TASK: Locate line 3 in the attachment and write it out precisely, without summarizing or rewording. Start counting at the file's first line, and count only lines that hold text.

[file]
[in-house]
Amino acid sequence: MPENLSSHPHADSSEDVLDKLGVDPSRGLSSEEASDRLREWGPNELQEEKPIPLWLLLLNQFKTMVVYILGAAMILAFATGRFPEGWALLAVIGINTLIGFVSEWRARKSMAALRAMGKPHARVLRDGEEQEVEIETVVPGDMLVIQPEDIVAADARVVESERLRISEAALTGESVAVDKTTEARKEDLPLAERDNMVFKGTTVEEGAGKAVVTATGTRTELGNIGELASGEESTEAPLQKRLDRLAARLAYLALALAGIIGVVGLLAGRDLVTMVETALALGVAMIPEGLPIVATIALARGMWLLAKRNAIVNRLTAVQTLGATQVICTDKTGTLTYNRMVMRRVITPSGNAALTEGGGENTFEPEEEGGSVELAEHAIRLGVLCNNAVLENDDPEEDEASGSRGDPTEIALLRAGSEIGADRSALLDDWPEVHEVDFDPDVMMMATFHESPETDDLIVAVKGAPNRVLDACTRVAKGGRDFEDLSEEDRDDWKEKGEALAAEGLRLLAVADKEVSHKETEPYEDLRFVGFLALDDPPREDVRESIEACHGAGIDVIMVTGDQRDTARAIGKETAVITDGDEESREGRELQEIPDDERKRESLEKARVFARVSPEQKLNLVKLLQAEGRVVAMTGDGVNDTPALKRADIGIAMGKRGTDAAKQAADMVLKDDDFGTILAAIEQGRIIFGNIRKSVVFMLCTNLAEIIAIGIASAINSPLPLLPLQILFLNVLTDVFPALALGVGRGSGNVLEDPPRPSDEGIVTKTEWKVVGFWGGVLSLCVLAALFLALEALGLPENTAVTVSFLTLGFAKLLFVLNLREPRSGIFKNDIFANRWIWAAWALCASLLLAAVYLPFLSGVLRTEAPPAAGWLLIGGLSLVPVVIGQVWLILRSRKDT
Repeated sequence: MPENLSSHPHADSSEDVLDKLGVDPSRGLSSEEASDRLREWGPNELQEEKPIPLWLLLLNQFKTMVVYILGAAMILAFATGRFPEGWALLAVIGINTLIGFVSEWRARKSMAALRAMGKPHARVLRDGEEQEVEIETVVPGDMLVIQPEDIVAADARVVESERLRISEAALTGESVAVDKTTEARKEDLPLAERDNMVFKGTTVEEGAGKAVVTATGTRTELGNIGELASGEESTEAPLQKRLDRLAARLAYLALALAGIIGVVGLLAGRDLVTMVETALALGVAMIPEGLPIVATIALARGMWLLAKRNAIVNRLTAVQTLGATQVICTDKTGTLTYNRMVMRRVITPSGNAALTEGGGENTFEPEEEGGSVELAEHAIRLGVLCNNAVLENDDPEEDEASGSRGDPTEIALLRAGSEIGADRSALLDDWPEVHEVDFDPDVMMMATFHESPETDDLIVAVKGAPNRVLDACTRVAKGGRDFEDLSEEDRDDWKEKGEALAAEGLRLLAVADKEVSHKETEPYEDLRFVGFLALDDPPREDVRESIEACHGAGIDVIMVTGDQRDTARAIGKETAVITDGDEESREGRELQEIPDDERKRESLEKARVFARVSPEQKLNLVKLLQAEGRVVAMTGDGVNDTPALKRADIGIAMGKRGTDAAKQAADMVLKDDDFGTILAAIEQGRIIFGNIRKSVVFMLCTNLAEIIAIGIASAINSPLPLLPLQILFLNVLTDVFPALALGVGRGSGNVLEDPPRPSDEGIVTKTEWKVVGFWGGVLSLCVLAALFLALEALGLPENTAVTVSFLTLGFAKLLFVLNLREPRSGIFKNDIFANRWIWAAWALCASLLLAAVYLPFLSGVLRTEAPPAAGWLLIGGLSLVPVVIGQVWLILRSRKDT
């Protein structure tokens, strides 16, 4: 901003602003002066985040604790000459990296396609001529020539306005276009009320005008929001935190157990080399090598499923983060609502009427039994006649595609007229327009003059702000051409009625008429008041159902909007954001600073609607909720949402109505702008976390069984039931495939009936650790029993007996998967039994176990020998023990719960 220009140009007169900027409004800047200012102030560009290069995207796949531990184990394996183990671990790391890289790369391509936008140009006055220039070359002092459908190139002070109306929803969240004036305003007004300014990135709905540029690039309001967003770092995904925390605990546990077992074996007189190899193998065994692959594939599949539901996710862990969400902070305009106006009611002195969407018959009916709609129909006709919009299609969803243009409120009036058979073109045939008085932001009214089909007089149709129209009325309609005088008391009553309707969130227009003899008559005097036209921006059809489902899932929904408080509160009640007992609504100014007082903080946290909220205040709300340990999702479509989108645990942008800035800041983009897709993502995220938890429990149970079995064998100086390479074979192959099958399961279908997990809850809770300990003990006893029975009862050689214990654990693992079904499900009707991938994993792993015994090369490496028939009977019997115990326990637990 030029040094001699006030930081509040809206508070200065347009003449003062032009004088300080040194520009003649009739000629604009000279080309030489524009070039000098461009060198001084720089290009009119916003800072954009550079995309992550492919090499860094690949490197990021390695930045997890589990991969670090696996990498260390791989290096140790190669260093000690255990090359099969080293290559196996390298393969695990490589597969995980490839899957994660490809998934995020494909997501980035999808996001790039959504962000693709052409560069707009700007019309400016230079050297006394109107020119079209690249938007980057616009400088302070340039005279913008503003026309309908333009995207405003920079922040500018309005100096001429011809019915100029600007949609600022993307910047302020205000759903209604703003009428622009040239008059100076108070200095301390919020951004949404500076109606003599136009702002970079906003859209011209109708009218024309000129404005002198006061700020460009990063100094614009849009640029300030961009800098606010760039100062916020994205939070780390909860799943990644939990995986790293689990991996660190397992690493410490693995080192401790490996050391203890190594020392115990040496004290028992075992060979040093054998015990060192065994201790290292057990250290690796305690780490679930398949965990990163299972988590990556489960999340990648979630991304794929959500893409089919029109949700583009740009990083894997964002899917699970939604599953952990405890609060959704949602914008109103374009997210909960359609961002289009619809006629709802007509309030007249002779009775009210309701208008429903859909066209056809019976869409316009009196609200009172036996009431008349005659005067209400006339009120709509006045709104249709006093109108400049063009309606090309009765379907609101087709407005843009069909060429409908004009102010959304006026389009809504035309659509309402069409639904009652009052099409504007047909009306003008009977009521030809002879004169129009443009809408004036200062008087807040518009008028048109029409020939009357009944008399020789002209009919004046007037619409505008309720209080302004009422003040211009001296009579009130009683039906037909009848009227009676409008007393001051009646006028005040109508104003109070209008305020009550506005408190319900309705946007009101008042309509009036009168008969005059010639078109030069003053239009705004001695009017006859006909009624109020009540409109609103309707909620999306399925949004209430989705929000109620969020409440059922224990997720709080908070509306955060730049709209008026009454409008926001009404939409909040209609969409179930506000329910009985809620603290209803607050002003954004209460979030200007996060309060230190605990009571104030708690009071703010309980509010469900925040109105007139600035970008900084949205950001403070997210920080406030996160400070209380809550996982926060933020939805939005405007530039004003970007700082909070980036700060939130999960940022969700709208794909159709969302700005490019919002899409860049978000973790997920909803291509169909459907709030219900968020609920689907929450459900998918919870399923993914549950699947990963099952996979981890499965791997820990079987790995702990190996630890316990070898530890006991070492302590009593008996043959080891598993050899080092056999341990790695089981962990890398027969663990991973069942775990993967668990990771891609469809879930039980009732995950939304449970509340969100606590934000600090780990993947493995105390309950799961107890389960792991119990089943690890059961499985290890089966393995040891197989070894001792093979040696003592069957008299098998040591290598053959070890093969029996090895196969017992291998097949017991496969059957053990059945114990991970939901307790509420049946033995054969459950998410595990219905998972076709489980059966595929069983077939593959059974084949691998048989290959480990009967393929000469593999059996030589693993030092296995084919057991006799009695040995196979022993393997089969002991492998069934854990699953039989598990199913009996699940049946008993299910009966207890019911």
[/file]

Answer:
Repeated sequence: MPENLSSHPHADSSEDVLDKLGVDPSRGLSSEEASDRLREWGPNELQEEKPIPLWLLLLNQFKTMVVYILGAAMILAFATGRFPEGWALLAVIGINTLIGFVSEWRARKSMAALRAMGKPHARVLRDGEEQEVEIETVVPGDMLVIQPEDIVAADARVVESERLRISEAALTGESVAVDKTTEARKEDLPLAERDNMVFKGTTVEEGAGKAVVTATGTRTELGNIGELASGEESTEAPLQKRLDRLAARLAYLALALAGIIGVVGLLAGRDLVTMVETALALGVAMIPEGLPIVATIALARGMWLLAKRNAIVNRLTAVQTLGATQVICTDKTGTLTYNRMVMRRVITPSGNAALTEGGGENTFEPEEEGGSVELAEHAIRLGVLCNNAVLENDDPEEDEASGSRGDPTEIALLRAGSEIGADRSALLDDWPEVHEVDFDPDVMMMATFHESPETDDLIVAVKGAPNRVLDACTRVAKGGRDFEDLSEEDRDDWKEKGEALAAEGLRLLAVADKEVSHKETEPYEDLRFVGFLALDDPPREDVRESIEACHGAGIDVIMVTGDQRDTARAIGKETAVITDGDEESREGRELQEIPDDERKRESLEKARVFARVSPEQKLNLVKLLQAEGRVVAMTGDGVNDTPALKRADIGIAMGKRGTDAAKQAADMVLKDDDFGTILAAIEQGRIIFGNIRKSVVFMLCTNLAEIIAIGIASAINSPLPLLPLQILFLNVLTDVFPALALGVGRGSGNVLEDPPRPSDEGIVTKTEWKVVGFWGGVLSLCVLAALFLALEALGLPENTAVTVSFLTLGFAKLLFVLNLREPRSGIFKNDIFANRWIWAAWALCASLLLAAVYLPFLSGVLRTEAPPAAGWLLIGGLSLVPVVIGQVWLILRSRKDT